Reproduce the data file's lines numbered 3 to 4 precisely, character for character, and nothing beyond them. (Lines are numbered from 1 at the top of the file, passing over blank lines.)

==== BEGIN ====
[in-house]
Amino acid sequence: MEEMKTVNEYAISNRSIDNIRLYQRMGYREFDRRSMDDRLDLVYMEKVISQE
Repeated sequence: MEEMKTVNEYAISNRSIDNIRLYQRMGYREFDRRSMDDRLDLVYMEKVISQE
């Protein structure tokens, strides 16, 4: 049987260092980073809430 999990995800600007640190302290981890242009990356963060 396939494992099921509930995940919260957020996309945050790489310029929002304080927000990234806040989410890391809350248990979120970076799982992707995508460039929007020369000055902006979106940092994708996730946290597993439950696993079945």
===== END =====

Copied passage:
Repeated sequence: MEEMKTVNEYAISNRSIDNIRLYQRMGYREFDRRSMDDRLDLVYMEKVISQE
């Protein structure tokens, strides 16, 4: 049987260092980073809430 999990995800600007640190302290981890242009990356963060 396939494992099921509930995940919260957020996309945050790489310029929002304080927000990234806040989410890391809350248990979120970076799982992707995508460039929007020369000055902006979106940092994708996730946290597993439950696993079945």